Joining Sword & Pen‘s inaugural theme was proposed by Fight Master David Woolley, inspired by the print of Emile Bayard’s “An Affair of Honor” that hung on his living room wall. Each entry to the contest was required to incorporate the moment depicted in the print.
The two winning one-acts, Chicagoan Byron Hatfield’s Mrs. Dire’s House of Crumpets and Solutions and New Zealander Tony Wolf’sSatisfaction, were staged at the Viaduct Theater, April 7 – May 14, 2006, under the title An Affair of Honor. Each playwright received the Ballantyne Award, which carried with it a $500 stipend.
Satisfaction – Tony Wolf
directed by David Woolley
fight choreography by David Woolley
CAST: Dawn Alden * (Miss Kelly), Mary Becker (Mme. Renaud), Mary Anne Bowman * (Mme. Leboucher), Amy E. Harmon * (Sarah), Gillian N. Humiston (Mathilde Leboucher), Stephanie Repin * (Mrs. Thomas); Rachel Stubbs (Understudy)
STAFF: Joshua D. Allard (Costume Design ), Jennifer Aparicio (Scenic Artist/Carpenter Intern), Libby Beyreis * (Producer), Beth Cummings (Assistant Director & Props Design), Lisa Garmoe (Scenic Artist), Matt Harding (Dialect Coach), Brenda E. Kelly * (Assistant Producer), Jesse Klug (Lighting Design), Julie Lutgen (Scenic Design), Kjerstine McHugh * (Stage Manager), Jonathan Molitor (Dialect Coach), David Winer (Sound Technician), John Zuiker (Sound Design)
Graphic Design by grumpy monkey graphics & design
* denotes BWBTC ensemble member
CATCHING UP WITH PLAYWRIGHT TONY WOLF
How/when did you hear about Babes With Blades Theatre Company?
I think I first heard about BWBTC from Dawn “Sam” Alden when I was teaching at one of the Paddy Crean International stage combat conferences in Banff, Canada – that would have been in the late ’90s.
How/when did you hear about Joining Sword & Pen?
I can’t recall, sorry – probably from Kat. I remember that I was in New Zealand when I wrote the script.
What made you decide to enter the competition?
I liked the premise of telling a story inspired by a particular, evocative image. The house that I grew up in had been built during, and was largely decorated in the style of the Edwardian era, due to my Dad’s large collection of antiques. That collection included several similarly evocative paintings, and I have a vague memory that they had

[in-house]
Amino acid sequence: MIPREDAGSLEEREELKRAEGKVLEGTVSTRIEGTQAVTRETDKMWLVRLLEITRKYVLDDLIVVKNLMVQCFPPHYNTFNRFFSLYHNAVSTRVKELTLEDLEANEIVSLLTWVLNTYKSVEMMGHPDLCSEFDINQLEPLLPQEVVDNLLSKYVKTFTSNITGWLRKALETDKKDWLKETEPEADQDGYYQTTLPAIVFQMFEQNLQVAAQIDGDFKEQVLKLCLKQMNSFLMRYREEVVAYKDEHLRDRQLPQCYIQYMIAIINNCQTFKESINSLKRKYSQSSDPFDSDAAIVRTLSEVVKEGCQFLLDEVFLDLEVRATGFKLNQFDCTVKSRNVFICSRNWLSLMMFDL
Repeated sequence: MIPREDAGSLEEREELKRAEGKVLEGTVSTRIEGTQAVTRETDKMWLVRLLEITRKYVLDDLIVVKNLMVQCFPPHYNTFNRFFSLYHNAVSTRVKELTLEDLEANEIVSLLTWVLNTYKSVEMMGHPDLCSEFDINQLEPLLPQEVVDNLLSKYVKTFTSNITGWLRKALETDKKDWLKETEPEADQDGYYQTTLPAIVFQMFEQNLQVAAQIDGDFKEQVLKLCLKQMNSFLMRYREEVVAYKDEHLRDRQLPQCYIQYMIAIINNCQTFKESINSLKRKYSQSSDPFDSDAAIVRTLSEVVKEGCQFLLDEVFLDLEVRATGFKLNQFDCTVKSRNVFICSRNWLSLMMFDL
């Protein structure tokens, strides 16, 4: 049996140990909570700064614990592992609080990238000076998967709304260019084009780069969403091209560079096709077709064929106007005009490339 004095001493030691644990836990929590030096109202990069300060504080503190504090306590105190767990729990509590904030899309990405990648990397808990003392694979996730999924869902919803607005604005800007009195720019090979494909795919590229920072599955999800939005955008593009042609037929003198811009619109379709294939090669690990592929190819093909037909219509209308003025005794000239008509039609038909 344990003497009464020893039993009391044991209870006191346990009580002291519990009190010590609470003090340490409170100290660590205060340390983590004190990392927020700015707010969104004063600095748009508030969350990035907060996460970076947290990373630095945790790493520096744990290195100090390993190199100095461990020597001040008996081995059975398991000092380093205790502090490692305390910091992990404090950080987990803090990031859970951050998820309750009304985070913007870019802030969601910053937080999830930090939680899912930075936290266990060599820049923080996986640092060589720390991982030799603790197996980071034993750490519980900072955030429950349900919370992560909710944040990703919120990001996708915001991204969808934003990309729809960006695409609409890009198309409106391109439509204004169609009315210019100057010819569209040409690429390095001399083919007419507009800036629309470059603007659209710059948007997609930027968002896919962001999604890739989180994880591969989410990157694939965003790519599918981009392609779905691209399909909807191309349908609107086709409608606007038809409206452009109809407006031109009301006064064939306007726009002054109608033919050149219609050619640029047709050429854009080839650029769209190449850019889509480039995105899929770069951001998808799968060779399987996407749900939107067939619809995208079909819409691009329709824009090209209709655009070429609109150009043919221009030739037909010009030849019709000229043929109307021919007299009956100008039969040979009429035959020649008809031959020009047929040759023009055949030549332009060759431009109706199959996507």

been painted specifically for a kind of popular (circa 1900) parlor game in which people cooperated in improvising stories based on the scene depicted in the painting.
That plus, when I looked at the image of the Emile Bayard painting, I immediately decided that the women were dressed to attend a funeral, so the story basically wrote itself in that moment. Apart, that is, from the delicious twist, which I believe was inspired by a BWBTC company member’s comment to the effect that it was a pity that the most politically progressive woman in the story turned out to be the villain.
I didn’t have a problem with that motif – I reckoned that progressives can be just as evil as anyone else when it comes to affairs of honour, and of the heart – but the comment did get me thinking about an alternative that made for a much stronger story.
What did you think when you won the competition?
I can’t recall exactly, but I was probably surprised because I hadn’t actually written a script since I was in grade school.
I haven’t entered any subsequent Joining Sword and Pen contests, so I guess that counts as retiring undefeated, or maybe something more like beginner’s luck.
Do you have a favorite memory from the development/rehearsal/production process?
I was out of the US throughout almost all of that process, so I didn’t really have any part in it other than attending one staged reading when I was passing through Chicago. All my previous work in theatre had been as a fight choreographer, so I had no clue as to how to act as the author in a staged reading situation. Kat advised me to nod when we got feedback from the audience, so I think that’s all I did.
Likewise, I was overseas during the run, so I never actually saw the show until I watched a video of one of the performances, maybe a year or two later.
What’s happened to your script since (readings, productions, publications, etc.)?
It was performed by a NZ theatre company, and Sam Alden has
optioned it, after a fashion, for possible transformation into a short film.
What are you working on right now?
Right now, I’m back in NZ managing my late father’s estate. In writing terms, I’m putting the finishing touches on an an adventure novel with superheroic motifs, set in 1860s England, and also editing an anthology of non-fiction articles by Rose Mackenberg, who was Harry Houdini’s chief detective in his exposes of phony Spiritualists during
Where can people learn more about you and your work?
I keep a pretty low profile and I’m not into social media, but the Suffrajitsu website, which was set up to promote the graphic novel I wrote in late 2014, is probably the best way to do that at the moment. I may bite the bullet and set up an actual author website in the future.